Pumariega talked about a personalized education experience as a platform with stackable credentials and courses that  students can access as easily as they do with Netflix and other services they use, when and where they need it. “We spent the last year reimaging the student journey,” she said, and that includes connecting them with potential employers right away.

Frenk talked about “education for life,” not only in providing lifelong educational opportunities – with content there when you need it — but education that prepares you for life. Universities must transform themselves, he said, adding that it is not about the traditional model of learning the theory and then applying it in internships and jobs – “It should be the other way around.” Jessell added that the role of educational institutions is to help students learn how to think critically in order to navigate this fast-changing environment. Like Frenk, he said experiential learning includes  internships that start in year 1, not year 4, and more of them.


The expo area of eMerge Americas was buzzing, with universities, organizations and larger companies showcasing their technology, with products and programs in elaborate booths. The LaunchPad stage featured talks with #MiamiTech leaders and founders.

A Women in Blockchain talk on the Launchpad stage, led by Clara Bullrich, co-founder of TheVentureCity

But at the center of the action were some 100 startups exhibiting at their tables and some pitching on a stage in the center of the room. Let’s meet a few of them.

The team from Miami-born Lien Library was out in full force at the conference. Their platform, a digital toolkit to identify liens on properties, is rapidly gaining clients. Most recently, the municipal governments of Miami Gardens and North Miami Beach deployed the platform, which is free for the public sector. Consumers, including investors, pay to use the platform to offset the risk of purchasing a property with a costly lien attached. “We offer an opportunity for cities to use Lien Library to earn revenue,” said co-founder and CEO Mac Alabre (pictured below), since the platform makes it easier for municipalities to make good on the money owed to them through liens.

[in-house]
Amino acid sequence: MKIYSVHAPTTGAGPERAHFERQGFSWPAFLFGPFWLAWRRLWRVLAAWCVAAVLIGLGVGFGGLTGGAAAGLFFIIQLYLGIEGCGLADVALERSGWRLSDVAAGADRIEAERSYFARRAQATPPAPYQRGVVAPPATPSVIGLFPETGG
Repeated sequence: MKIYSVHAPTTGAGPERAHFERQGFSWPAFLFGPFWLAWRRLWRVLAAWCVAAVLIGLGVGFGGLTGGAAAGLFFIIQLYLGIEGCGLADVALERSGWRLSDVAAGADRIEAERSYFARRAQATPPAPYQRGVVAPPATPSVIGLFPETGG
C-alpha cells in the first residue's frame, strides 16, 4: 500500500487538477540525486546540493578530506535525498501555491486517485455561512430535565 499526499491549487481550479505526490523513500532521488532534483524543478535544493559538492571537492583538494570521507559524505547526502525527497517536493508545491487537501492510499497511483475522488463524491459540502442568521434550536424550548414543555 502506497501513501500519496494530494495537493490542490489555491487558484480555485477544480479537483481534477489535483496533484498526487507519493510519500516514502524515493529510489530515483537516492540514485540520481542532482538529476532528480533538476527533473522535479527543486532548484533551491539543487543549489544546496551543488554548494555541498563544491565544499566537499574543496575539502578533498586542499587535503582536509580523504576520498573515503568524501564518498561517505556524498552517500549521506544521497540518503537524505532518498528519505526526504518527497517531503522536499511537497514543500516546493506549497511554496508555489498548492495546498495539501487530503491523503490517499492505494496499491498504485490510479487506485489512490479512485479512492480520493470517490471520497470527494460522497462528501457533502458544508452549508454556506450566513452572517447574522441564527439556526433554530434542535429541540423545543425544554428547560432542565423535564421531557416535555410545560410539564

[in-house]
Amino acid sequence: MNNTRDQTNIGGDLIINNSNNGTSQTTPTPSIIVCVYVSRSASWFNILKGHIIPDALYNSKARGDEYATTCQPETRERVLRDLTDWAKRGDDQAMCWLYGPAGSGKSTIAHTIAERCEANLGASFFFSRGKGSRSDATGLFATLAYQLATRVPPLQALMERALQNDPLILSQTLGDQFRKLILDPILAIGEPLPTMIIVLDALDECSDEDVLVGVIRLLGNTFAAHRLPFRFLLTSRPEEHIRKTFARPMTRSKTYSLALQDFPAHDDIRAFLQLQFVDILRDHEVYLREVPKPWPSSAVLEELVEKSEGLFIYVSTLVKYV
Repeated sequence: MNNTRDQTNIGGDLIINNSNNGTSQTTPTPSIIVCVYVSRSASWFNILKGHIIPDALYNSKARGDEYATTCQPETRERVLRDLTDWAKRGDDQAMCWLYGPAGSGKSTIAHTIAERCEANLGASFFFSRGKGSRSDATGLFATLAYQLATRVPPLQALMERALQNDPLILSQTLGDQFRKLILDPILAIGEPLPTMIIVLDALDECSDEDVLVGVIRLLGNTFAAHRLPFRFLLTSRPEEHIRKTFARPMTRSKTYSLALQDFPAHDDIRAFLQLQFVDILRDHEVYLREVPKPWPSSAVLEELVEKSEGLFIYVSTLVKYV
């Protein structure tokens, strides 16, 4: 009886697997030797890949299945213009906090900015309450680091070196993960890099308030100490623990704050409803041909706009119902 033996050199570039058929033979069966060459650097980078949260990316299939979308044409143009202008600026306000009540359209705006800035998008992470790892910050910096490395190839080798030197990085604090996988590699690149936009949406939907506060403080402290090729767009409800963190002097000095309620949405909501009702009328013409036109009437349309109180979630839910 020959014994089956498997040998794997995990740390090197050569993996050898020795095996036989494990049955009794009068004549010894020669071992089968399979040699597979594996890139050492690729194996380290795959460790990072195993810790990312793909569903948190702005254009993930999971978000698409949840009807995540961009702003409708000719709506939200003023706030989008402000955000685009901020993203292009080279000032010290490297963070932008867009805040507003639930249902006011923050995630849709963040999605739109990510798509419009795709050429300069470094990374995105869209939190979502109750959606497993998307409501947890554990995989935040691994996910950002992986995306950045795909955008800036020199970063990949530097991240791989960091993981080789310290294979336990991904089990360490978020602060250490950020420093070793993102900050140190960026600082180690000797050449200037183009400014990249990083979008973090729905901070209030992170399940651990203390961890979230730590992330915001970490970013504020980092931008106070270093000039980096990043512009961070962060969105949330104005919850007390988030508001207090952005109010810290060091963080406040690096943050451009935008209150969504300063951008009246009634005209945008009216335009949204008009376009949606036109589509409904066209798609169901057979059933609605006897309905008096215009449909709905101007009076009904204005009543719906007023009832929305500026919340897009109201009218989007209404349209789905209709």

Babson grad Jason Shatsky, founder of ticket selling platform TicketRev, said that there is “no better place than eMerge for everything Miami Tech.” The Boca-based startup has recently expanded to New York. “We’ve helped hundreds of fans already, and we’re excited for what’s to come,” said Shatsky. Also in TicketRev’s sights is a pre-seed raise.

Edward McGovern, police Major-turned entrepreneur, came to eMerge to showcase his public safety startup Cera. Last month, the rapidly-growing company provided software used by seventy security officials at the Ultra music festival. McGovern explained that the tech-powered platform came in handy in field where analog techniques are still common: “When we arrived, we saw officials using paper maps and poker chips.”

Andres and Juan Barrero, co-founders of LetsBox.it, enjoyed the opportunity to share their unique portal that helps customers find the most cost-effective way of sending shipments overseas. Juan told Refresh Miami that using the platform can help customers determine the most time- and cost-saving options, as well as ensure that they avoid pitfalls like issues at customs. The Wynwood-based startup, which just raised a small angel round, currently has seven employees. Andres has spent the better part of two decades in the shipping industry.

Paddleboarding app PADL made waves at eMerge, touting its recent growth. Co-founder and COO Felipe Jauregui told Refresh Miami that the company has just inked a deal with the City of Miami, enabling PADL to deploy its paddleboard rental stations in a handful of new locations.

At eMerge, Learning platform EducUp announced that they have officially passed the threshold of one million users on the platform. Co-founders Carlos Raul and Yusnier Viera (pictured below) shared that the startup has already started raising a $1.25M seed round.